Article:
I am going all artsy-fartsy today. It took me a long time to come out with this dish. I had this idea dancing in my head to reinvent our good old roti jala or lacy pancake into something sweet and upscale. If you are clueless about what roti jala is, you can click here to know a little more.
I was inspired to make a chocolate flavoured roti jala for a sweet dish instead. I then paired it with bananas that has been caramelised in sugar for that sugary glaze and bittersweet taste. Lastly, I topped the roti jala with some wholesome yogurt and a sprinkle of crushed nuts that are bursting in nutritional goodness. How is that for breakfast? Any takers?
Sunday, 15 May 2016
I was flipping some old recipe books for inspiration when I came across this recipe on curry chicken tart. What I really liked about the recipe was the flaky pastry that involves combining a water dough and oil dough. Unlike western pastries, that is short and crumbly, this type of crust is flaky with many layers. This type of crust is used in many Chinese pastries like egg tarts and ham tan sou.
To make this flaky tart, an oil dough is first wrapped with the water dough. It is then worked like a puff pastry to get the nice layers. I didn't really get very distinct layers. Maybe I worked the dough too thin. I was, however, very satisfied with the taste and crunch.
Tuesday, 10 May 2016
I had my first taste of Thai green curry many years ago, not in South East Asia but in London. I was a student then and one kind friend brought this Thai takeaway and shared it with me on a cold winter's night. Needless to say, I was hooked from that fateful day. There is something about the blend of aroma from the herbs and spices with that creamy coconut milk that makes this so aromatic. It is not as intense a dish as its other curry counterparts, yet it holds its unique taste that is utterly addictive.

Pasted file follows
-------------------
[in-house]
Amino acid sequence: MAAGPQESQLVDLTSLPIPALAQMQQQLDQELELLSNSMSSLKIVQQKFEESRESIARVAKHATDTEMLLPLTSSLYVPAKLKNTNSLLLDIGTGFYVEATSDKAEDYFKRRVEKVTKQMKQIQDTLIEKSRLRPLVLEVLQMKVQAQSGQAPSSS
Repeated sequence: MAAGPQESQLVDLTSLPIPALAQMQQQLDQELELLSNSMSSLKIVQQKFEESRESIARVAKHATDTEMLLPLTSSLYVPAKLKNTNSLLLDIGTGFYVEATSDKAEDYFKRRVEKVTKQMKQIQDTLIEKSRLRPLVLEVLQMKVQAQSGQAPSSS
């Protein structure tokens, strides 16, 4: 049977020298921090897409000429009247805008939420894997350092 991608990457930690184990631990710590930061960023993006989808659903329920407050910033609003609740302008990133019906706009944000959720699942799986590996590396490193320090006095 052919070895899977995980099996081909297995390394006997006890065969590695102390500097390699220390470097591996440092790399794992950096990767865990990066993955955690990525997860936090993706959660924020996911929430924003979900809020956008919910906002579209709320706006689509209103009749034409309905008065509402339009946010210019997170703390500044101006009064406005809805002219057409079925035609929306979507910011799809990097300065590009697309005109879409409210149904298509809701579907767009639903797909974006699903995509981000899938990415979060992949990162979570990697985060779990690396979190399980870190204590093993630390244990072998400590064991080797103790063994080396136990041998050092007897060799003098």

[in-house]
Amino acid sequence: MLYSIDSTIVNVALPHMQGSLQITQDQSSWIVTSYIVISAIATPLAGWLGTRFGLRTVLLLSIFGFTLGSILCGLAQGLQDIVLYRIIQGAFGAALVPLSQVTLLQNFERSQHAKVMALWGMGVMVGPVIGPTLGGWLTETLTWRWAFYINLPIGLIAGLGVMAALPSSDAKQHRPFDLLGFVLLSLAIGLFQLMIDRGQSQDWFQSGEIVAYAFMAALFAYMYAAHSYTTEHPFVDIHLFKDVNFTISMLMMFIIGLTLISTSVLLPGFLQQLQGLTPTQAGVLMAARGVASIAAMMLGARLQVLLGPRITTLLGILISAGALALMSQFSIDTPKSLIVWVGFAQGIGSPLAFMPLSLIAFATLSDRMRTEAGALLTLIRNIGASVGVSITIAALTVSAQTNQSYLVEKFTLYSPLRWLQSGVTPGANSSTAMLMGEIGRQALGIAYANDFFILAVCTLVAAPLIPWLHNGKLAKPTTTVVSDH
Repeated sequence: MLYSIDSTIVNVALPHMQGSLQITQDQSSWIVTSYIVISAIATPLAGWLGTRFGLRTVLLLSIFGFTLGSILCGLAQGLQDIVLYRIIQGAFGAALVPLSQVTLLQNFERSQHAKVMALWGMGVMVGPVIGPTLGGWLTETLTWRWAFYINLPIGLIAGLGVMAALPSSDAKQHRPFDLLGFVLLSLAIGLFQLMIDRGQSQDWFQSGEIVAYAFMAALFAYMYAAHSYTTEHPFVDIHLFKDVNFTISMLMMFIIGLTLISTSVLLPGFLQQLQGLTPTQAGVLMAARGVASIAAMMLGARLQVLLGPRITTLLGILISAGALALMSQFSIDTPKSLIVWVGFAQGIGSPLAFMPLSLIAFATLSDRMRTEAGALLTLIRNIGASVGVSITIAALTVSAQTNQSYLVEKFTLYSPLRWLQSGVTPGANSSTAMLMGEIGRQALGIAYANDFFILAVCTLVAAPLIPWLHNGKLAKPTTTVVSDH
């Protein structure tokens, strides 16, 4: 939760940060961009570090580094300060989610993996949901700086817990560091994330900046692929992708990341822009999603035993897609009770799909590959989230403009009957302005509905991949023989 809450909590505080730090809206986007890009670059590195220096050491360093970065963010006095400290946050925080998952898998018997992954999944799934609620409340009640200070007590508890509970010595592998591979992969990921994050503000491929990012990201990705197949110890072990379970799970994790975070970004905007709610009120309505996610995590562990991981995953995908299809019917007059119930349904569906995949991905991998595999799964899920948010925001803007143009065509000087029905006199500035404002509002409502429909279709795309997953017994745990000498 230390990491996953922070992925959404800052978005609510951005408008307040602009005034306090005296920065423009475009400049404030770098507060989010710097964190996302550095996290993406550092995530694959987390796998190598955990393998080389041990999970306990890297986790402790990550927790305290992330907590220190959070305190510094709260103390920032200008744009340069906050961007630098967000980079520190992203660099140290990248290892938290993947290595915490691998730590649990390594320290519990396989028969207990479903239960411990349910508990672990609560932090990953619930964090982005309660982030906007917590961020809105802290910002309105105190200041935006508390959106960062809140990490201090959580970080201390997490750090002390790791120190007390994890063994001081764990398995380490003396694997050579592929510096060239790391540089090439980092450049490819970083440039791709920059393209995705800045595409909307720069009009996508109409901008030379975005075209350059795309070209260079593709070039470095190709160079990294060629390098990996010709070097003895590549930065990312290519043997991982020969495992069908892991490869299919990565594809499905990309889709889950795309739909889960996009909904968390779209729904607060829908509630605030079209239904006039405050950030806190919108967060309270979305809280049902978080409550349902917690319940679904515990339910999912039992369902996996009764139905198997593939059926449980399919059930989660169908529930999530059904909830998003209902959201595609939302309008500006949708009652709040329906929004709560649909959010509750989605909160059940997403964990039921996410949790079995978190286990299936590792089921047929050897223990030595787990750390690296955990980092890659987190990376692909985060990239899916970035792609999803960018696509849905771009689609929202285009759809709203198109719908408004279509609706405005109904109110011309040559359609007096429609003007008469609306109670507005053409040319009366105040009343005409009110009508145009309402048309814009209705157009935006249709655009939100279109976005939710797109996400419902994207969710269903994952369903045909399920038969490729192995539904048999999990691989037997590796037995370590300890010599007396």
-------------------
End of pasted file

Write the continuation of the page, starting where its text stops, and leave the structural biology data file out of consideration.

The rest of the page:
Thursday, 5 May 2016
Many years ago, I had the opportunity to stay with my late grandmother in Ipoh. I remember vividly that she made me this humble egg custard dessert that I loved so much. As humble as it was, it was deemed a luxury to us back then. It was silky smooth. It was saporous sweet. And I was a hungry kid. There couldn't be a better match.
Now that I am all grown up, I realised what this dish is all about. Steamed egg with ginger juice is actually a very traditional Chinese dessert of the Cantonese clan. No wonder my grandmother had this dish up her sleeves. She was Cantonese. This steamed egg with ginger juice is a pretty famous dessert in Hong Kong too. My grandmother's steamed egg with ginger juice, which I totally adore and vouch for, used whole eggs and ginger only, unlike other recipes whereby milk is also added. Some of nowadays recipe even reduced the egg yolks to make it healthier. But I only like it one way, that is how my grandmother made it. In case you are wondering what does it taste like, the custard tasted like Tong Kee's famous egg tart minus the tart shell.
Tuesday, 3 May 2016
Just yesterday, I was having a conversation with my old school mate. I was thrilled to know that she was following my blog ardently. Unfortunately, she did not try out any of the recipes. I asked her why and she told me the recipes were too complicated for her. On a hindsight, I might have overlooked readers who favours the simplest of methods. A lot of my recipes previously emphasized on authenticity. Therefore, for this week alone, I am going to introduce some shortcuts to make popular recipes quickly and easily.
This friend of mine adores apple crumble. This quick and easy apple crumble tart is a shortcut without having to make pie crusts. I hope that she will find this recipe useful. Either way, this is one worthy recipe as it uses a healthy, fatless ingredient to replace the rich pie crust. Leftover bread slices were used here. Not only did I managed to use up those extra stale slices that I kept frozen, I also used wholemeal for a healthier alternative. The result was a crunchy toasted crust that was absolutely wonderful to bite on.